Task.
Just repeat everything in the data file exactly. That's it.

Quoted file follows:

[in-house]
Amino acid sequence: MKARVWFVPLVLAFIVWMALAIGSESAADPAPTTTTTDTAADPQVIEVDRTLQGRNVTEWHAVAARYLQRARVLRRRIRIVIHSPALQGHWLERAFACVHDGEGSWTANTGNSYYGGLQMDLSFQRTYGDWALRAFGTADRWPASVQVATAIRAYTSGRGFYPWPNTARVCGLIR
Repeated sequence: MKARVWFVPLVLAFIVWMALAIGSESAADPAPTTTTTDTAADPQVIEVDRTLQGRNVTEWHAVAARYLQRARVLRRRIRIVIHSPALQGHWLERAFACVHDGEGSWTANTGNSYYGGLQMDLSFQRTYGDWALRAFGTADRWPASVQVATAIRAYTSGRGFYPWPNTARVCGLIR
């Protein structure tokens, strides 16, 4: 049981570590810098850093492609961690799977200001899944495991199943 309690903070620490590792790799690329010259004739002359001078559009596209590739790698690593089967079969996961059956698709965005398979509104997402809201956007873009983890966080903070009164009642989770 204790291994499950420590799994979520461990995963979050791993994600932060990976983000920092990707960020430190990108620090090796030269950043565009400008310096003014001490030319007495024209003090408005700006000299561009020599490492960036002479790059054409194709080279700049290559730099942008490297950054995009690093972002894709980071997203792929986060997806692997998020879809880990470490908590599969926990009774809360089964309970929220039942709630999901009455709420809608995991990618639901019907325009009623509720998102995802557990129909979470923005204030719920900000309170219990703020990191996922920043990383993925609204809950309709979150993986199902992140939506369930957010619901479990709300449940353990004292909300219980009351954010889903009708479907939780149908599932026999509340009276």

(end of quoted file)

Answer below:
[in-house]
Amino acid sequence: MKARVWFVPLVLAFIVWMALAIGSESAADPAPTTTTTDTAADPQVIEVDRTLQGRNVTEWHAVAARYLQRARVLRRRIRIVIHSPALQGHWLERAFACVHDGEGSWTANTGNSYYGGLQMDLSFQRTYGDWALRAFGTADRWPASVQVATAIRAYTSGRGFYPWPNTARVCGLIR
Repeated sequence: MKARVWFVPLVLAFIVWMALAIGSESAADPAPTTTTTDTAADPQVIEVDRTLQGRNVTEWHAVAARYLQRARVLRRRIRIVIHSPALQGHWLERAFACVHDGEGSWTANTGNSYYGGLQMDLSFQRTYGDWALRAFGTADRWPASVQVATAIRAYTSGRGFYPWPNTARVCGLIR
């Protein structure tokens, strides 16, 4: 049981570590810098850093492609961690799977200001899944495991199943 309690903070620490590792790799690329010259004739002359001078559009596209590739790698690593089967079969996961059956698709965005398979509104997402809201956007873009983890966080903070009164009642989770 204790291994499950420590799994979520461990995963979050791993994600932060990976983000920092990707960020430190990108620090090796030269950043565009400008310096003014001490030319007495024209003090408005700006000299561009020599490492960036002479790059054409194709080279700049290559730099942008490297950054995009690093972002894709980071997203792929986060997806692997998020879809880990470490908590599969926990009774809360089964309970929220039942709630999901009455709420809608995991990618639901019907325009009623509720998102995802557990129909979470923005204030719920900000309170219990703020990191996922920043990383993925609204809950309709979150993986199902992140939506369930957010619901479990709300449940353990004292909300219980009351954010889903009708479907939780149908599932026999509340009276």